Save this file and then restart the MySQL server to reload the configuration with the new settings.
- sudo systemctl restart mysql
Now we can create the Moodle database. In order to do this, you’ll interact with the MySQL command-line interface. Execute this command:
- mysql -u root -p
When prompted, supply the root password you set when you installed MySQL.
Once logged in, you’ll see the
mysql> prompt. Run the following command to create the database:
- CREATE DATABASE moodle DEFAULT CHARACTER SET utf8 COLLATE utf8_unicode_ci;
Then create a Moodle user, so we don’t have to tell the Moodle application what our root password is. Execute this command:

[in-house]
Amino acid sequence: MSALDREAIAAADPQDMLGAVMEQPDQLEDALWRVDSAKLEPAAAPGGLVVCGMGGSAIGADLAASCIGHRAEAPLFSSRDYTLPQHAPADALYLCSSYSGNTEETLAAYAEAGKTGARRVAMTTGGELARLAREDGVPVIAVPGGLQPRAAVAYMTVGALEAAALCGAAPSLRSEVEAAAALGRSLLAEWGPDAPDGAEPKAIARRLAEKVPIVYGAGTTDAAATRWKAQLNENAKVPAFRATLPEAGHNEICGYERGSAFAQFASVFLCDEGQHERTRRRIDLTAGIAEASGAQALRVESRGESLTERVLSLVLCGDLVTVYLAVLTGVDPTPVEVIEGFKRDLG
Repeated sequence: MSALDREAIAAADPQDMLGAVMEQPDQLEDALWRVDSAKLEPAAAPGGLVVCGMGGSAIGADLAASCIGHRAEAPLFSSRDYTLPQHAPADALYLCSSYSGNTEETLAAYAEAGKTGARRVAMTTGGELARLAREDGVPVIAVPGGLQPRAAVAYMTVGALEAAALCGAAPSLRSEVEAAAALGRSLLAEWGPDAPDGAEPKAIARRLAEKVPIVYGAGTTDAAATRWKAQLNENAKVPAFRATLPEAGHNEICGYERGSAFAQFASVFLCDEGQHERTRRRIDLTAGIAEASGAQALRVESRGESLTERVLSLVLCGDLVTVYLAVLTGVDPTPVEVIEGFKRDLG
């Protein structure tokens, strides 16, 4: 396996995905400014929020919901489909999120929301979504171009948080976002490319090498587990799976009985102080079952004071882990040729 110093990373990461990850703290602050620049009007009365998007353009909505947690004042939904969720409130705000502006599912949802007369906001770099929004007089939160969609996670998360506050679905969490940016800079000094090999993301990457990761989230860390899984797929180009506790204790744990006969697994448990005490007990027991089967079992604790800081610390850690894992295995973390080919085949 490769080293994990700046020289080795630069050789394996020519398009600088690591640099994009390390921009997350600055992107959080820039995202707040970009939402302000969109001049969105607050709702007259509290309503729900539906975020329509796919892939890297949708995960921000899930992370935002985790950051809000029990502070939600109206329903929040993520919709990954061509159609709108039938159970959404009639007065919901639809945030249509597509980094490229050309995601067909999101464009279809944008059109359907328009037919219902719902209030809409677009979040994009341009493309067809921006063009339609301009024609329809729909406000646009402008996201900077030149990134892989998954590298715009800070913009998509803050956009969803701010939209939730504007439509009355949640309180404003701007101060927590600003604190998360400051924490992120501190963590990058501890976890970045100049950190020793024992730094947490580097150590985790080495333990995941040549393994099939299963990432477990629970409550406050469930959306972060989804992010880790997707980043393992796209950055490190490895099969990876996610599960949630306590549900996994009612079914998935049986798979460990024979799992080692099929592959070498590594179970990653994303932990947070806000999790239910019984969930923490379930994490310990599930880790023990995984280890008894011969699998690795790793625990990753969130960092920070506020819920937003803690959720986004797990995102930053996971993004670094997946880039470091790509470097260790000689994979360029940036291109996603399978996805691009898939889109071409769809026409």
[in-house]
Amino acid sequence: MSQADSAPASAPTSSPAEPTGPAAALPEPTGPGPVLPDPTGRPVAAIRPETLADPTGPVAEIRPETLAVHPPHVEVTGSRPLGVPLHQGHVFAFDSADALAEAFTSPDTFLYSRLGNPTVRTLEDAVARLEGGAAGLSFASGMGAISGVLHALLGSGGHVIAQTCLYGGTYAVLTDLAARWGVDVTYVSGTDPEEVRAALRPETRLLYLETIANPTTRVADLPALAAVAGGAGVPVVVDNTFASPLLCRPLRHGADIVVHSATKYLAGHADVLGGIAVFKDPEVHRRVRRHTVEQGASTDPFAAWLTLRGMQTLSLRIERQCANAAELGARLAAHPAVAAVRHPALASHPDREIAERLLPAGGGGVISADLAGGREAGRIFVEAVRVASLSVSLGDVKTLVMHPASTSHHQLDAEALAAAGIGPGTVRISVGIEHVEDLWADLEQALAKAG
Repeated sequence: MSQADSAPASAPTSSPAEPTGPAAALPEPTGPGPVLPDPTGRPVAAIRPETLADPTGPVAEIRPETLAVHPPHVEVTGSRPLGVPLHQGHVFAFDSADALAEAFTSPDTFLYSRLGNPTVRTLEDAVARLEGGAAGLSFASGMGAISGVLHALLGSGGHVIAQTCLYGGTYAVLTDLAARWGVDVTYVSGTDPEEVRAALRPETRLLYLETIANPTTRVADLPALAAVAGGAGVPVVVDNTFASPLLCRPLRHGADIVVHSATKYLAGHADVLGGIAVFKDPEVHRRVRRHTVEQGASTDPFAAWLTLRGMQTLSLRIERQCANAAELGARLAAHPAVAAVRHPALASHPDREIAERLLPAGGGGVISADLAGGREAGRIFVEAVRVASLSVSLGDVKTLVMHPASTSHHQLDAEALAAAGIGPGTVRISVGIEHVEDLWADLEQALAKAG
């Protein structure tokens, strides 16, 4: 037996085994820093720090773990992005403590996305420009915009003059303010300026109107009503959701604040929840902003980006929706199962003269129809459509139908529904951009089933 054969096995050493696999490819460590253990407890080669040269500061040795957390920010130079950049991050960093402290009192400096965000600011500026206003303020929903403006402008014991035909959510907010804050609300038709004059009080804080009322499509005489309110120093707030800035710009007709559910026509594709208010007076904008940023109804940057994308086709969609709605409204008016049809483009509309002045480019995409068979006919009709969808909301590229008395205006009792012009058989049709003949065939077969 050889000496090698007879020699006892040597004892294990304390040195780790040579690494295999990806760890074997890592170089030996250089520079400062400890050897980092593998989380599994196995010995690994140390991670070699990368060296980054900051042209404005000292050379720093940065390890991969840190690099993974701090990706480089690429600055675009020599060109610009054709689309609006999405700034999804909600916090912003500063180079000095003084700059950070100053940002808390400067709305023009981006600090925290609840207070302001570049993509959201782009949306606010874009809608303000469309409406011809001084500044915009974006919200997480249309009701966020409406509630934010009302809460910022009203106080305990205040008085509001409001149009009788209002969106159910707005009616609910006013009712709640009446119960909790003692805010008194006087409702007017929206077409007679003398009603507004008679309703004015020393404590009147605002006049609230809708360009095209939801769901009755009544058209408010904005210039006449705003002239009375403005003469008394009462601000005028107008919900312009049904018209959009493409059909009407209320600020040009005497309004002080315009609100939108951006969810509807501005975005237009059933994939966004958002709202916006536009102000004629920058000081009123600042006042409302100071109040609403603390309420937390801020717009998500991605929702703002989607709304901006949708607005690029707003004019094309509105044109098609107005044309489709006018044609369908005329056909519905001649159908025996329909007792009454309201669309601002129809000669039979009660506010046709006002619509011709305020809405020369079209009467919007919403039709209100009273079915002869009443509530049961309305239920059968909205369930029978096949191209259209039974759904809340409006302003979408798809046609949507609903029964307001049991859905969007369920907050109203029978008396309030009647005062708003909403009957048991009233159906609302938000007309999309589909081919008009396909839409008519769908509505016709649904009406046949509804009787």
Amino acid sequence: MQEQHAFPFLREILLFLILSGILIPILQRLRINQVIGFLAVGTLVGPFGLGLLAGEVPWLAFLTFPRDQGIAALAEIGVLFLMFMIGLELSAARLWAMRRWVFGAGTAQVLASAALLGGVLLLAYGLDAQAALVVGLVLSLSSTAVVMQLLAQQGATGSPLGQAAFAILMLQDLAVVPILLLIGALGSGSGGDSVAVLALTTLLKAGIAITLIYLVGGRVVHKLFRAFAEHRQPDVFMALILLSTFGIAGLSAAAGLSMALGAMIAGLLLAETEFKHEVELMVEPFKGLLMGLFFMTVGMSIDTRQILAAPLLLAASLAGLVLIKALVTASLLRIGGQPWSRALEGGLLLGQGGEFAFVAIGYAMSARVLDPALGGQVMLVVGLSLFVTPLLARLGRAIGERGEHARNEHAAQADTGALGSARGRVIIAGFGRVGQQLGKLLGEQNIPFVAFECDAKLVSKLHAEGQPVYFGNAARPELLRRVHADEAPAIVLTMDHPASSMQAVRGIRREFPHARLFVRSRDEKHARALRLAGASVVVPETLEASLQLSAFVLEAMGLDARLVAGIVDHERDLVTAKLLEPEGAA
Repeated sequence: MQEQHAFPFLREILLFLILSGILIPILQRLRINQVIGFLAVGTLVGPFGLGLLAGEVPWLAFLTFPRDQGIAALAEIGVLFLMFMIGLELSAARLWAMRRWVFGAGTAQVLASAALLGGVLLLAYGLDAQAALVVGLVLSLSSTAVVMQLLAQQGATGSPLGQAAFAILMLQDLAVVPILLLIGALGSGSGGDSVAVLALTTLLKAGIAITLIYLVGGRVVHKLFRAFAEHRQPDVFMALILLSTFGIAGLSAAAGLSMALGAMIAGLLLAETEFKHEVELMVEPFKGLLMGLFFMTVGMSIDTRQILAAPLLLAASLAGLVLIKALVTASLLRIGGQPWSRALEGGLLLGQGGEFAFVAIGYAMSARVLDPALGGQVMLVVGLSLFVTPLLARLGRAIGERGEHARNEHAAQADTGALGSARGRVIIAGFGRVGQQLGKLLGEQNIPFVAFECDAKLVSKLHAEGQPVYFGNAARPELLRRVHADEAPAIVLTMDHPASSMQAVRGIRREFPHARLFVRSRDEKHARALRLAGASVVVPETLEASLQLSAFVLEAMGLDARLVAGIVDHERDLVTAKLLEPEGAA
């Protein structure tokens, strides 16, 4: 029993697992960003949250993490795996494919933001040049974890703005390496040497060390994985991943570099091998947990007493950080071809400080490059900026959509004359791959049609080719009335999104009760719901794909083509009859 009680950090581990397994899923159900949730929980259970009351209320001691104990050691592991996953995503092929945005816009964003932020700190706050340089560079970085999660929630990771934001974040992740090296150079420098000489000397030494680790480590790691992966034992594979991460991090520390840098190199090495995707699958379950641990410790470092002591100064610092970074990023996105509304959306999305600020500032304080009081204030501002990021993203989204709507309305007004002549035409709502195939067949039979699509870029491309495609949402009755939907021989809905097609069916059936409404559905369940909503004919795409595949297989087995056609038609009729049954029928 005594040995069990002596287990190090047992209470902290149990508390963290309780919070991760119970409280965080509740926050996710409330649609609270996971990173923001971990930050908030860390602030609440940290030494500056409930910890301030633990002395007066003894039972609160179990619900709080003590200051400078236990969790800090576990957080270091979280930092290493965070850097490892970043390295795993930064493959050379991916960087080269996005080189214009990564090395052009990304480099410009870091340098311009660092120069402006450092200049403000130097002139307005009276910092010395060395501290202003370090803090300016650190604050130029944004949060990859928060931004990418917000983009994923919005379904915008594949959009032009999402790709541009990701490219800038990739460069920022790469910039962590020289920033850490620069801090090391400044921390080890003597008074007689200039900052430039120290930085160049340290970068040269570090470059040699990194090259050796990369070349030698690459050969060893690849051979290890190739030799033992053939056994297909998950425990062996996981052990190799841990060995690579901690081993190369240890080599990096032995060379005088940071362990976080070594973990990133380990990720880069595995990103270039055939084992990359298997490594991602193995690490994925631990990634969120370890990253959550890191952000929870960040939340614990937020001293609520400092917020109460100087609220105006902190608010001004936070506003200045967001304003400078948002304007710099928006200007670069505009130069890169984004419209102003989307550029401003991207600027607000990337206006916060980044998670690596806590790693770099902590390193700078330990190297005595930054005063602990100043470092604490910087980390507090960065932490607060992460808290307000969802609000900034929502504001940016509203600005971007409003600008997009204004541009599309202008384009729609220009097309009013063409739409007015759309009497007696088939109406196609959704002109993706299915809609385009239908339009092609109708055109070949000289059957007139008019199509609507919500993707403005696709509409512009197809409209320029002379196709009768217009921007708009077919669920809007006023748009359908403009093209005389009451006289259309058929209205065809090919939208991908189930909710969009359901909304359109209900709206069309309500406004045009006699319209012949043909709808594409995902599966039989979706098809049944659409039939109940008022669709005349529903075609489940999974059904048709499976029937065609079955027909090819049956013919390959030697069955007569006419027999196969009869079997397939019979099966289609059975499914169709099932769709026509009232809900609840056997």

Note: In the next two commands, replace
moodler with your Moodle username and
moodlerpassword with a chosen password.
- create user 'moodler'@'localhost' IDENTIFIED BY 'moodlerpassword';
And give the
moodler user permission to edit the database. This user will need to create tables and change permissions:
- GRANT SELECT,INSERT,UPDATE,DELETE,CREATE,CREATE TEMPORARY TABLES,DROP,INDEX,ALTER ON moodle.* TO 'moodler'@'localhost' IDENTIFIED BY 'moodlerpassword';
Now exit the MqSQL command-line interface:
That takes care of the database configuration. Now we can launch Moodle in a browser and continue the setup there.
To finish configuring Moodle, we’ll bring up the site in a web browser and provide it with some additional configuration details. In order for the web server to save the configuration, we need to temporarily alter the permission for the Moodle web root.